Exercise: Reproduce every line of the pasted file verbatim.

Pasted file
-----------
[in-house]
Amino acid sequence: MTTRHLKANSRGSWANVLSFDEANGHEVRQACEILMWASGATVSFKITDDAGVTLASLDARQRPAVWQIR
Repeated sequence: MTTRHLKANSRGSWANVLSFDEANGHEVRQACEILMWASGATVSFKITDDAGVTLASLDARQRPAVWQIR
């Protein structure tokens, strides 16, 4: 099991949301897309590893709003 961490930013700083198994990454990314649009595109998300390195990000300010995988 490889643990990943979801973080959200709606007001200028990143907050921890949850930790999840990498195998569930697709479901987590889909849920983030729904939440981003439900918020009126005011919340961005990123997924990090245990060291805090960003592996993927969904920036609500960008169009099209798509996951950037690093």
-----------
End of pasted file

[in-house]
Amino acid sequence: MTTRHLKANSRGSWANVLSFDEANGHEVRQACEILMWASGATVSFKITDDAGVTLASLDARQRPAVWQIR
Repeated sequence: MTTRHLKANSRGSWANVLSFDEANGHEVRQACEILMWASGATVSFKITDDAGVTLASLDARQRPAVWQIR
């Protein structure tokens, strides 16, 4: 099991949301897309590893709003 961490930013700083198994990454990314649009595109998300390195990000300010995988 490889643990990943979801973080959200709606007001200028990143907050921890949850930790999840990498195998569930697709479901987590889909849920983030729904939440981003439900918020009126005011919340961005990123997924990090245990060291805090960003592996993927969904920036609500960008169009099209798509996951950037690093």